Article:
Among the many great people I’ve met while on staff at Popular Woodworking Magazine (PWM), one of my favorites is Carl Bilderback. Carl is a retired carpenter who has extraordinary skills with both hand and power tools (and he has vast collections of both), and a deep and abiding passion for the craft. He’s an active member of the Mid-West Tool Collectors Assn., and spends a lot of time driving all over this country to attend meets and tool shows. Plus he does a mean impression of Tiny Tim. He’s a smart, funny, glass-half-full kind of guy – and just a whole lot of fun to be around.
He’s also one of the best copy editors I’ve ever had the pleasure of knowing. Carl says it’s because he reads really slowly – thus, he catches everything. And he lets me know when I’ve messed up, which is much appreciated. (When he find mistakes in the magazine, I die just a little inside because there’s no chance to correct them – but by having them brought them to my attention, I can keep an eye out for the same mistake in the future; when he finds mistakes in books, I fix them for the next printing.)
But one of the things I admire most about Carl is his enduring generosity – not only about freely sharing his knowledge and copy editing services, but for sharing from among his impressive collection. Every time we’ve hired a “newbie” woodworker at PWM (myself included…almost a decade ago…yikes!), Carl has sent a handful of tools he thinks every new woodworker needs. And as a person’s skills grow, he keeps pace with their education, and continues to help with tool knowledge, and pointing folks to the right place to acquire what they need. For example, the Sheldon vise that’s on my bench at home? Carl knew I was looking for one, and when he saw one at auction at a good price, he sent me the link. I bought it. I love it.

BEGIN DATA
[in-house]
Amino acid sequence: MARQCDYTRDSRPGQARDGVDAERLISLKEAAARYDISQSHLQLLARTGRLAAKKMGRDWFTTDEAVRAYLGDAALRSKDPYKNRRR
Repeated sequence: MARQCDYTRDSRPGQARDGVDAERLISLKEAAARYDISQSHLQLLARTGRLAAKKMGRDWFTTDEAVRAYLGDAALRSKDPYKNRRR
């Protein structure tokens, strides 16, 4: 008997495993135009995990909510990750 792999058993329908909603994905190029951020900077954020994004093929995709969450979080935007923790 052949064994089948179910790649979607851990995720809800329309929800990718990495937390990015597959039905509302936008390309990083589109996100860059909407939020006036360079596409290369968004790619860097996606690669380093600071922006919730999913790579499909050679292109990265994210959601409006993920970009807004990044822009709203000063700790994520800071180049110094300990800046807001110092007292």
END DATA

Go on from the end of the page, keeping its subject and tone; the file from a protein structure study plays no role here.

Carl has spent more than eight well-lived decades on this earth (though I don’t think he looks a day over 60). It pains me to realize that he likely won’t always be calling me to point out a missed comma, a superfluous word or a phrase he thinks sounds too “highfalutin’.” (But Carl, know that I stand by “an” before “historical.”)
Now I don’t expect Carl is going to shuffle off this mortal coil any time in the immediate future (when that – as it does to all of us – happens, I am confident there will be flights of angels singing him to his rest). But too often, we leave our thanks for after people are gone. So Carl, I thank you for everything you’ve done for the magazine over the years, everything you’ve done for the craft of woodworking, everything you’ve done for me. Most of all, thank you for being my friend. I hope in 10 years to still be arguing with you about “suite” vs. “set.”
p.s. So that you can learn a little bit from Carl, too, I’ve posted an article he wrote for us in 2006: “Almost-forgotten Handsaw Tricks.” Click here to read it.
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